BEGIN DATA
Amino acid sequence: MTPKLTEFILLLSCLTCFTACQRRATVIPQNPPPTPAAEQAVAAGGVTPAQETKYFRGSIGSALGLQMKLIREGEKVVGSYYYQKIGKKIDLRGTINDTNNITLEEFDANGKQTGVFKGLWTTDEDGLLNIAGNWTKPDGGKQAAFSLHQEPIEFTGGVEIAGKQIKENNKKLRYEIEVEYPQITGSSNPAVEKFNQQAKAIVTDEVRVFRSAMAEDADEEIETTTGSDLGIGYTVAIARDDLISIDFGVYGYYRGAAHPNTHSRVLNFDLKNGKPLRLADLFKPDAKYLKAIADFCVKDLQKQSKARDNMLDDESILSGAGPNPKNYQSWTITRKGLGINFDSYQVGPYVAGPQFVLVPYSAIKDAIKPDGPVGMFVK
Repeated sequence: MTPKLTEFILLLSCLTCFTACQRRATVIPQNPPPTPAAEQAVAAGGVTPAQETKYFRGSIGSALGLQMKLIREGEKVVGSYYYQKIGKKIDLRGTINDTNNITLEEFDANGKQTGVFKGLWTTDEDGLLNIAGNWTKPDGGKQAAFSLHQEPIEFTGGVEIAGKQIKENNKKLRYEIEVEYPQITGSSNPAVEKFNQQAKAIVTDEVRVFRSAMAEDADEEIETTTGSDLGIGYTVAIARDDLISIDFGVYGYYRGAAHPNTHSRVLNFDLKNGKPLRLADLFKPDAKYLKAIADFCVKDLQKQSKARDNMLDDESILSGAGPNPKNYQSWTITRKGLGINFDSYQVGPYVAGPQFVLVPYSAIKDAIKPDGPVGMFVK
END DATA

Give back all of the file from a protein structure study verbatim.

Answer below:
Amino acid sequence: MTPKLTEFILLLSCLTCFTACQRRATVIPQNPPPTPAAEQAVAAGGVTPAQETKYFRGSIGSALGLQMKLIREGEKVVGSYYYQKIGKKIDLRGTINDTNNITLEEFDANGKQTGVFKGLWTTDEDGLLNIAGNWTKPDGGKQAAFSLHQEPIEFTGGVEIAGKQIKENNKKLRYEIEVEYPQITGSSNPAVEKFNQQAKAIVTDEVRVFRSAMAEDADEEIETTTGSDLGIGYTVAIARDDLISIDFGVYGYYRGAAHPNTHSRVLNFDLKNGKPLRLADLFKPDAKYLKAIADFCVKDLQKQSKARDNMLDDESILSGAGPNPKNYQSWTITRKGLGINFDSYQVGPYVAGPQFVLVPYSAIKDAIKPDGPVGMFVK
Repeated sequence: MTPKLTEFILLLSCLTCFTACQRRATVIPQNPPPTPAAEQAVAAGGVTPAQETKYFRGSIGSALGLQMKLIREGEKVVGSYYYQKIGKKIDLRGTINDTNNITLEEFDANGKQTGVFKGLWTTDEDGLLNIAGNWTKPDGGKQAAFSLHQEPIEFTGGVEIAGKQIKENNKKLRYEIEVEYPQITGSSNPAVEKFNQQAKAIVTDEVRVFRSAMAEDADEEIETTTGSDLGIGYTVAIARDDLISIDFGVYGYYRGAAHPNTHSRVLNFDLKNGKPLRLADLFKPDAKYLKAIADFCVKDLQKQSKARDNMLDDESILSGAGPNPKNYQSWTITRKGLGINFDSYQVGPYVAGPQFVLVPYSAIKDAIKPDGPVGMFVK